Jamie Lidell drops the funk on fifth LP

Jordan Beck

It might be hard to believe with the weather the Upper Peninsula has been experiencing lately, but spring is right around the corner.

Whether you’re planning to head somewhere warm in a few weeks or waiting for the good weather to come to you, you’re going to need a few new albums for your spring soundtrack.

Jamie Lidell’s self-titled fifth LP might not seem like an obvious choice, given its late-February release date, but make no mistake: if you want a musical accompaniment to the high temperatures and wild nights of spring break, this is 2013’s current front-runner.

Best described as a combination of funk and synthpop, “Jamie Lidell” sounds both deeply indebted to the past and like nothing else out there right now.

Generally speaking, the album has a bit of an ’80s vibe, thanks to its old-school melodies, reverb-heavy drums and multi-tracked vocal harmonies.

But Lidell’s roots as a musician aren’t just in funk — he’s also well-known for producing experimental electronic music. Both sides of Lidell’s history are present and accounted for on this album, giving it an incredibly fresh sound.

As you may have guessed, “Jamie Lidell” is at its best when it’s combining the past and the future, and nowhere is that sense of syncretism more crucial than on lead single “What A Shame.” On the surface, it’s among the most modern-sounding songs on the album, full of juddering synths and modulated vocals.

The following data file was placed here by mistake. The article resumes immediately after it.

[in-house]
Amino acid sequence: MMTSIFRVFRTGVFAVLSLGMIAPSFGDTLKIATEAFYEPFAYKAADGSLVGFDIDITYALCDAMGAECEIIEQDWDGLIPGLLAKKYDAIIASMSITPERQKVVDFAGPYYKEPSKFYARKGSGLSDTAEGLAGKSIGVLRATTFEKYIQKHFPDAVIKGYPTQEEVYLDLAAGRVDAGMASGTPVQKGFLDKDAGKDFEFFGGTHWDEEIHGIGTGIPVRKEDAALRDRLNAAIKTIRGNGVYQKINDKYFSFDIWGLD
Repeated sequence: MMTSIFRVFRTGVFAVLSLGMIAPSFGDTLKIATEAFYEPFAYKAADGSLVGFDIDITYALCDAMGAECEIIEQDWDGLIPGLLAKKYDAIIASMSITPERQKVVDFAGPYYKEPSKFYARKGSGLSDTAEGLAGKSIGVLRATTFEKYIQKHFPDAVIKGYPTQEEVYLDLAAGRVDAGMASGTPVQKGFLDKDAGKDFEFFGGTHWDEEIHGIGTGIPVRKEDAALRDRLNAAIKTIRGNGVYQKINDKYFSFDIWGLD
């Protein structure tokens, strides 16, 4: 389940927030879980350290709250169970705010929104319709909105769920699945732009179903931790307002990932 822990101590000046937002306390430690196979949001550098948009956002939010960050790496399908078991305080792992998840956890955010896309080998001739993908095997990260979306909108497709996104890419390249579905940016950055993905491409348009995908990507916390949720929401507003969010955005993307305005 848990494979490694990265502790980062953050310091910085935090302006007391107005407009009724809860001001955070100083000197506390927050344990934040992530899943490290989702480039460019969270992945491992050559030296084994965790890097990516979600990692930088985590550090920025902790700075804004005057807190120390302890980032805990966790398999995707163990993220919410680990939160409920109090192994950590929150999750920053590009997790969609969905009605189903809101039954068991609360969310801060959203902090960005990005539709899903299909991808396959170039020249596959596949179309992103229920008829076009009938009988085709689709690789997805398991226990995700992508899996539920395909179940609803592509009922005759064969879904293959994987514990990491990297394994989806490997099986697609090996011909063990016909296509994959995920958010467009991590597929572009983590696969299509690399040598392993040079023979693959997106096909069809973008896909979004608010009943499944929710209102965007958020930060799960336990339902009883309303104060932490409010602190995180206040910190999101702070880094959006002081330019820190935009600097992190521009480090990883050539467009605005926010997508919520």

What really gives the track its heart and soul is Lidell’s raw, classically-funky singing, which provides the perfect contrast to the track’s sleek production. If you enjoyed Bobby Womack’s recent cameo on Gorillaz’ single “Stylo,” you owe it to yourself to check this song out.

“why_ya_why” is another example of just how well “Jamie Lidell” mixes the synthetic and the organic. Things start off simply enough, with Lidell offering his best Oogie Boogie impression over a sparse piano line and a few vocal samples in the background.

But, about thirty seconds in, the track explodes, adding both digital rhythms and New Orleans-style brass.

Things get even stranger as the song goes on, too. The ending of “why_ya_why” features both a muted-trumpet solo that could have been recorded decades ago and a spacey drum breakdown imported directly from modern dance music, a combination that works far better than it has any right to.

This is all interesting stuff, but perhaps the greatest trick “Jamie Lidell” pulls is that the weighty ideas put into it don’t make the result any less effective on a purely instinctive level. Instead, this disc functions equally well as a study in musical time-travel and a collection of breezy, funk-influenced pop songs.

It just depends on how closely you want to look into things. And if you don’t want to look into things all that closely when you’re catching a few rays on some far-off beach…well, who could blame you?